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Politics & Policy

San Francisco GOP’s last hope? Chinese Americans win big in party elections

A woman in a pink blazer stands before a "City Hall" sign on a blue, gold-trimmed door.
Jennifer Yan, a tech investor and political newcomer, won the most votes in the San Francisco Republican County Central Committee election. | Source: Estefany Gonzalez/The Standard

When she saw her name at the top of the election results, Jennifer Yan couldn’t believe her eyes.

A 52-year-old Chinese immigrant and tech investor, Yan won the most votes in the race for the San Francisco Republican County Central Committee (RCCC), the leadership board of the local Republican Party. She wasn’t sure if she was just lucky, or if some bigger changes were coming to the party.

"There are many Asian Americans who are the 'silent majority,'" Yan said in Chinese. "But now, they are participating in politics."

In the March election, Yan and Bruce Lou, another Chinese American and political newcomer, surprisingly received the most votes in the western and eastern districts of the RCCC races, while the pool of candidates and the general Republican voter base remain largely white.

Since the pandemic, in deep-blue San Francisco, Chinese immigrant membership in the Republican Party has surged by 60% amid the rise of anti-Asian crime. In 2022, the community was also the driving force for both of the recalls to remove three progressive school board members and District Attorney Chesa Boudin.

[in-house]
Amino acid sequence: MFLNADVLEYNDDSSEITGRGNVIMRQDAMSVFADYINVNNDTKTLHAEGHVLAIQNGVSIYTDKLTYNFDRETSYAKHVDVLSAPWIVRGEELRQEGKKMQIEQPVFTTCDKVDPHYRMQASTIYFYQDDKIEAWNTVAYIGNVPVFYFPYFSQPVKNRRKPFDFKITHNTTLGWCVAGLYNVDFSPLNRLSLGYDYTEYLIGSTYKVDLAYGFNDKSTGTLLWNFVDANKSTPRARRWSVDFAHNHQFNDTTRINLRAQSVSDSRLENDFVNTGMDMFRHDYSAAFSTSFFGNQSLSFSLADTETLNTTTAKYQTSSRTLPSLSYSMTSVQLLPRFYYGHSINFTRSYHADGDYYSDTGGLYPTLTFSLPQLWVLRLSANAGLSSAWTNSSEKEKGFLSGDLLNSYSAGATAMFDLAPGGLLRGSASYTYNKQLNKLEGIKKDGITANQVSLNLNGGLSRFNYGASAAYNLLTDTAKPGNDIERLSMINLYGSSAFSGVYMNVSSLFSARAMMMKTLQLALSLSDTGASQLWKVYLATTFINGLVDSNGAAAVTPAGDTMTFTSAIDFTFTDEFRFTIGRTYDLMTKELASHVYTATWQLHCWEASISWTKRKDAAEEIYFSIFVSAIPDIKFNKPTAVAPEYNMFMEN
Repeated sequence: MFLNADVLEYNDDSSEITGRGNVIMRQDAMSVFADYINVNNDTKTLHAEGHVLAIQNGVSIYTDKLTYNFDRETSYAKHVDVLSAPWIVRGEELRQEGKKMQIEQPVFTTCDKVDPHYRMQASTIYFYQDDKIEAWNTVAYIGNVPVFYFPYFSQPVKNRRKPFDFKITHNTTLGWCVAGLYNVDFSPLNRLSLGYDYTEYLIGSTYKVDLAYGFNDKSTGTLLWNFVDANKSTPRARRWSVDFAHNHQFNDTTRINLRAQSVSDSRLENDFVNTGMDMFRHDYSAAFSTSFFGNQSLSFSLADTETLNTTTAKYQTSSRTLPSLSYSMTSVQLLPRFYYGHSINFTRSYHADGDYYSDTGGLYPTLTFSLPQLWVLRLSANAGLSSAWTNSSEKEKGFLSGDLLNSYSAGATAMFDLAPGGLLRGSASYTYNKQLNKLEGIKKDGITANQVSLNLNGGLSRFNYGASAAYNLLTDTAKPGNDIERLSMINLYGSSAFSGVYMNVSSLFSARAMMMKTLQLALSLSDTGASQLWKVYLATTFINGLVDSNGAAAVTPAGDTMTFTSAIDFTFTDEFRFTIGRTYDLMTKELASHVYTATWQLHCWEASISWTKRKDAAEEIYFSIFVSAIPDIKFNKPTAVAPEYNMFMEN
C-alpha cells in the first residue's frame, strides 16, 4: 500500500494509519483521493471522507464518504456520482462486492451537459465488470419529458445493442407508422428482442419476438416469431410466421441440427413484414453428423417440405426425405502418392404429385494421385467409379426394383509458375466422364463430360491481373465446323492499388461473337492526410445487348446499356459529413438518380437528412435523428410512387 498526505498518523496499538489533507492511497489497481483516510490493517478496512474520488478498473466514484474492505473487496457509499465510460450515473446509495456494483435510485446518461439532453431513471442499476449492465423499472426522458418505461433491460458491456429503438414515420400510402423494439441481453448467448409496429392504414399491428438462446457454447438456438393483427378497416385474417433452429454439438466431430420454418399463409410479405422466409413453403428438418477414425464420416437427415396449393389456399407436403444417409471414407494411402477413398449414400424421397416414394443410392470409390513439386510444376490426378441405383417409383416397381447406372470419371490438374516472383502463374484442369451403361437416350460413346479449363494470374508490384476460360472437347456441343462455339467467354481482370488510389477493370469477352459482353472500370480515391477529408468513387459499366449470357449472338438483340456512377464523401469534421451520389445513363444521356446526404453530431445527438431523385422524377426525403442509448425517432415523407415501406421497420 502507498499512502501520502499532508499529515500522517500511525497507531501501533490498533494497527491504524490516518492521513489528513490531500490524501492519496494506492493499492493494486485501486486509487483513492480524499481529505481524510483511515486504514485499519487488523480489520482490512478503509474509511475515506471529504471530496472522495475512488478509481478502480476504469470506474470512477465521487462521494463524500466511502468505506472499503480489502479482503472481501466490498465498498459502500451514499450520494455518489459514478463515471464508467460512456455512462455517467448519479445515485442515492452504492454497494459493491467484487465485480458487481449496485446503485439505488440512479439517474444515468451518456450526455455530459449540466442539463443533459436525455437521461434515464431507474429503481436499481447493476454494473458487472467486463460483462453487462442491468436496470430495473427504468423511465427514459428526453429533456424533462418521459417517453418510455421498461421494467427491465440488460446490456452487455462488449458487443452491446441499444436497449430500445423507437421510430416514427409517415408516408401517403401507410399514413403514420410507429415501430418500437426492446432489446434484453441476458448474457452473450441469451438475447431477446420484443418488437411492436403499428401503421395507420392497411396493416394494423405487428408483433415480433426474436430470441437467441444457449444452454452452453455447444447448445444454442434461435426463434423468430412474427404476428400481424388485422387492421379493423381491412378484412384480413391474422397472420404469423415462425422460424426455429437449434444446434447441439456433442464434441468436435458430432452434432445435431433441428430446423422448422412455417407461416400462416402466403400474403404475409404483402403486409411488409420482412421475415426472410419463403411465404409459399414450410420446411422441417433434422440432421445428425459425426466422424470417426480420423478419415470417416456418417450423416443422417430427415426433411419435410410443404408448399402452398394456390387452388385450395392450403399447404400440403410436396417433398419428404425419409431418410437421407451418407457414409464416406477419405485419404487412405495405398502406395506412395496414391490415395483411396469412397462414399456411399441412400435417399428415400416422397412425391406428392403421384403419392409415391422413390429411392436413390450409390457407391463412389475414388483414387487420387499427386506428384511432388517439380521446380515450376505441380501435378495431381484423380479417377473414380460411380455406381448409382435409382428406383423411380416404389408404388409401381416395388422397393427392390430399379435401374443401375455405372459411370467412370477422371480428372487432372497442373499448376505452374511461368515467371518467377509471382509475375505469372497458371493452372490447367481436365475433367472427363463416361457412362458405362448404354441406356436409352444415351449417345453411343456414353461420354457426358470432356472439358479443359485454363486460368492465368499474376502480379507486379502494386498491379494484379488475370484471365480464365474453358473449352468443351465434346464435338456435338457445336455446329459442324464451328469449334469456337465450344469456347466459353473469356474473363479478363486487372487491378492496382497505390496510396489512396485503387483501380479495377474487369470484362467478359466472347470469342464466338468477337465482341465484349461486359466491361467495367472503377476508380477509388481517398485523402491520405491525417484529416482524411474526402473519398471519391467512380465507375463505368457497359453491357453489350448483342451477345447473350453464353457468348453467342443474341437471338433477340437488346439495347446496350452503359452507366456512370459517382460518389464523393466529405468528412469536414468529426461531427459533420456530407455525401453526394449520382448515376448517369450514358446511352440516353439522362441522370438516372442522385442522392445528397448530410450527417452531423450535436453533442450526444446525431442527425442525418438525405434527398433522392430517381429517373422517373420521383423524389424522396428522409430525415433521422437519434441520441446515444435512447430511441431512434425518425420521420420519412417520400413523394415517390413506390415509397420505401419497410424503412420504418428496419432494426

Yan and Lou may embody a growing power base in the sidelined party, as the increasingly outspoken and politically engaged Asian American community often skews moderate or conservative in San Francisco, and eventually leads to an opportunity for the party to regain some political relevance and influence. 

Lou, a 26-year-old small business owner and a former Jeopardy! winner, said he was also a bit surprised to be the top winner and suggested that his victory was a reflection of a broader trend of Asian Americans turning right.

"I've never been one to set lofty expectations," Lou said, "but I am pleased by the result."

Lou—considered a rising star by the party’s older, more established base—already sits on the Republican committee, having been appointed to the seat weeks before the election due to a vacancy.

A split image of a young man in a blue suit on the left and an older woman in green on the right, both gazing to the side.
Bruce Lou, left, will be the Republican challenger to Congresswoman Nancy Pelosi, right, in the upcoming November election. | Source: Estfany Gonzales/The Standard & Alex Wong/Getty Images

He’s also a first-time candidate for Congress and received endorsements from both the California GOP and San Francisco GOP to challenge longtime Democratic Rep. Nancy Pelosi on the ballot this November. Pelosi has been reelected by San Francisco voters more than a dozen times, and she’s expected to win comfortably this time, too. 

“I'm 100% aware of the challenge ahead,” Lou said. “But it is a challenge that I am prepared to tackle.”

Both Yan and Lou said that the Democratic Party has taken Asian American votes for granted; frustrations over progressive policies on crime and education led them to embrace conservative positions. 

Similar concerns led Angie Yap toward getting involved with the local Republican Party. A Chinese Malaysian immigrant and longtime San Francisco resident, Yap changed her party affiliation from Democratic to Republican Party in January. She voted for Yan in the March election.